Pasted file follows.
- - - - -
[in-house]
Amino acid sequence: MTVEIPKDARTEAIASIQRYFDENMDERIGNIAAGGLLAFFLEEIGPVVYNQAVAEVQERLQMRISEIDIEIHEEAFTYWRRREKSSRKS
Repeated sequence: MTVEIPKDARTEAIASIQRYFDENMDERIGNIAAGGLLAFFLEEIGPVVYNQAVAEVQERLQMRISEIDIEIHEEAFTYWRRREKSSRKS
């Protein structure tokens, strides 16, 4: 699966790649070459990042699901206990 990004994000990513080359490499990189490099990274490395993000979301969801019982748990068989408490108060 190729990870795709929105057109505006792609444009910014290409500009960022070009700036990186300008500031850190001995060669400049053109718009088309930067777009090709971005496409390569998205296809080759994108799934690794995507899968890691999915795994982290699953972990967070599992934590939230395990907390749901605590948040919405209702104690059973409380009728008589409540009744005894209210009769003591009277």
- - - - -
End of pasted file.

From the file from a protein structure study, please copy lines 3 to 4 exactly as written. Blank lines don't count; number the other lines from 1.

Repeated sequence: MTVEIPKDARTEAIASIQRYFDENMDERIGNIAAGGLLAFFLEEIGPVVYNQAVAEVQERLQMRISEIDIEIHEEAFTYWRRREKSSRKS
């Protein structure tokens, strides 16, 4: 699966790649070459990042699901206990 990004994000990513080359490499990189490099990274490395993000979301969801019982748990068989408490108060 190729990870795709929105057109505006792609444009910014290409500009960022070009700036990186300008500031850190001995060669400049053109718009088309930067777009090709971005496409390569998205296809080759994108799934690794995507899968890691999915795994982290699953972990967070599992934590939230395990907390749901605590948040919405209702104690059973409380009728008589409540009744005894209210009769003591009277």